Music and Medieval Manuscripts

Paleography and Performance

Music and Medieval Manuscripts Website price:£81.00 (Regular price: £90.00)
  • Imprint: Ashgate
  • Illustrations: Includes 31 b&w illustrations and 48 music examples
  • Published: May 2004
  • Format: 234 x 156 mm
  • Extent: 472 pages
  • Binding: Hardback
  • ISBN: 978-0-7546-0991-9
  • ISBN Short: 9780754609919
  • BL Reference: 780.9'02
  • LoC Control No: 2003062878
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  • Edited by John Haines, University of Toronto, Canada and Randall Rosenfeld
  • The interdisciplinary approach of Music and Medieval Manuscripts is modeled on the work of the scholar to whom the book is dedicated. Professor Andrew Hughes is recognized internationally for his work on medieval manuscripts, combining the areas of paleography, performance, liturgy and music.

    All these areas of research are represented in this collection with an emphasis on the continuity between the physical characteristics of medieval manuscripts and their different uses. Albert Derolez provides a landmark and controversial essay on the origins of pre-humanistic script, while Margaret Bent proposes a new interpretation of a famous passage from a fifteenth-century poem by Martin Le Franc. Timothy McGee contributes an innovative essay on late-medieval music, text and rhetoric. David Hiley discusses musical changes and variation in the offices of a major saint’s feast, and Craig Wright presents an original study of Guillaume Dufay. Jan Ziolkowski treats the topic of neumed classics, an under-explored aspect of the history of medieval pedagogy and the transmission of texts.

    The essays that comprise this volume offer a unique focus on medieval manuscripts from a wide range of perspectives, and will appeal to musicologists and medievalists alike.

  • Contents: Introduction; Andrew Hughes in focus; Part I Paleography: The script reform of Petrarch: an Illusion?, Albert Derolez; Tres digiti scribunt: a typology of late-antique and medieval pen grips, Randall Rosenfeld; Erasures in 13th-century music, John Haines; Part II Music: The musical stanzas in Martin Le Franc's Le Champion des Dames, Margaret Bent; Women's lament and the Neuming of the classics, Jan M. Ziolkowski; Baghdadi rhythmic theories and practices in 12th-century Andalusia, George Dimitri Sawa; Problems and possibilities in the performance of Trent 93's Polyphonic Introits, Brian E. Power; Music, rhetoric and the emperor's new clothes,Timothy J. McGee; Part III Drama: 15th-century Yorkshire drama: a hypothesis, Alexandra F. Johnston; Civic musicians in Wales and the Marches, 1430–1642, David Klausner; A few odd visits: unusual settings of the Visitatio sepulchri, Carol Symes; Part IV Liturgy: Dufay's motet Balsamus et munda cera and the papal ceremony of the Agnus Dei, Craig Wright; Origins and affiliations of the pre-sarum office for Anne in the Stowe breviary, Sherry Reames; Early cycles of office chants for the Feast of Mary Magdalene, David Hiley; The Kenilworth Missal (Chichester cathedral, MS Med. 2), Richard Pfaff; Publications of Andrew Hughes; Index.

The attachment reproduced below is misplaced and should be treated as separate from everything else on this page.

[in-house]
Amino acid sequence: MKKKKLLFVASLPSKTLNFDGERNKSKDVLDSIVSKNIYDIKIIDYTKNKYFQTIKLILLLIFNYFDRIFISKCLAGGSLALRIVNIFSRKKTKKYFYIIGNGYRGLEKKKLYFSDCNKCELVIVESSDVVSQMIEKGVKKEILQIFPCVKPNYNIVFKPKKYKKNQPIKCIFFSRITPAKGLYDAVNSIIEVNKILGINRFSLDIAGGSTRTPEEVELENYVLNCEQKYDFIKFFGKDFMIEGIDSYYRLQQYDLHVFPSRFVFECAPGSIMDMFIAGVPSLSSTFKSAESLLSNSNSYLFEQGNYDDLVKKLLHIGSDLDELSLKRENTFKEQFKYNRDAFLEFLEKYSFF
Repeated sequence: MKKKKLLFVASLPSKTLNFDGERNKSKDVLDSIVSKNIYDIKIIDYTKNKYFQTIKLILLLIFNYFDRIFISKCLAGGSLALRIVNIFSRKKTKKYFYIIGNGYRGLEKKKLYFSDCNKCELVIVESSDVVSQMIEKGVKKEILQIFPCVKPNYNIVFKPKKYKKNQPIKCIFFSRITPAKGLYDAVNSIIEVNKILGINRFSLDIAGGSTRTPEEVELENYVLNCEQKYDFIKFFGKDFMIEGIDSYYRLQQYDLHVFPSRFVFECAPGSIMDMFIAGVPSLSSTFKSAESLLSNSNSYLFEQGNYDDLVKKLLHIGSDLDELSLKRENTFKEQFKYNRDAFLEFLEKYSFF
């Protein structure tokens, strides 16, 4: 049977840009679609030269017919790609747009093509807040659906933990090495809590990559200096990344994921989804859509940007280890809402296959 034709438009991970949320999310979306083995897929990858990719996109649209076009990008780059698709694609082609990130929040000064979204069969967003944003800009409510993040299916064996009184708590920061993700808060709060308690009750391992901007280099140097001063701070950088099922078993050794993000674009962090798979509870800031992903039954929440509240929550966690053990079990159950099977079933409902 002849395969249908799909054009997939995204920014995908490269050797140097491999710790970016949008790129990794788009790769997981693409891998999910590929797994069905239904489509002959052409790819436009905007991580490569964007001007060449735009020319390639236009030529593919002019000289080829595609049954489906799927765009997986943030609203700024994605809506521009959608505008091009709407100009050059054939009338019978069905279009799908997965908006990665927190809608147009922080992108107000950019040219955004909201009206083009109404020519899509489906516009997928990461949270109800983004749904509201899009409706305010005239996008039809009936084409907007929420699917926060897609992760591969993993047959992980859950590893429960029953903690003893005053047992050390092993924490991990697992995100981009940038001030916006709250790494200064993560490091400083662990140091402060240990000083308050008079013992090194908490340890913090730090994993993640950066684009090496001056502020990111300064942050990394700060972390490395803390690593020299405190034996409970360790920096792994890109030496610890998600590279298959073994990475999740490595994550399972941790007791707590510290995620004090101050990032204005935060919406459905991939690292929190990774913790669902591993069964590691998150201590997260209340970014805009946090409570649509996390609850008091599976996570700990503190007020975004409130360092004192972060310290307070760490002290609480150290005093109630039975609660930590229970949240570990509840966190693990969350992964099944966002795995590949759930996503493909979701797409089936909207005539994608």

• Reviews: '... well worth dipping into: you will probably read more than you intended.' Early Music Review

    '... a rewarding volume both to dip into and to use for specialised reference purpose. Its diversity should attract a wide range of readers...' Church Music Quarterly

    '... [a] fine collection...' Notes

    ‘In this collection of essays, edited by a musicologist with profound interests in paleography (John Haines) and a codicologist who is a specialist in the performance of early music (Randall Rosenfeld), a diverse group has 'written well', offering a 'good day' to scholars and performers alike… [a] fine collection…’ Muse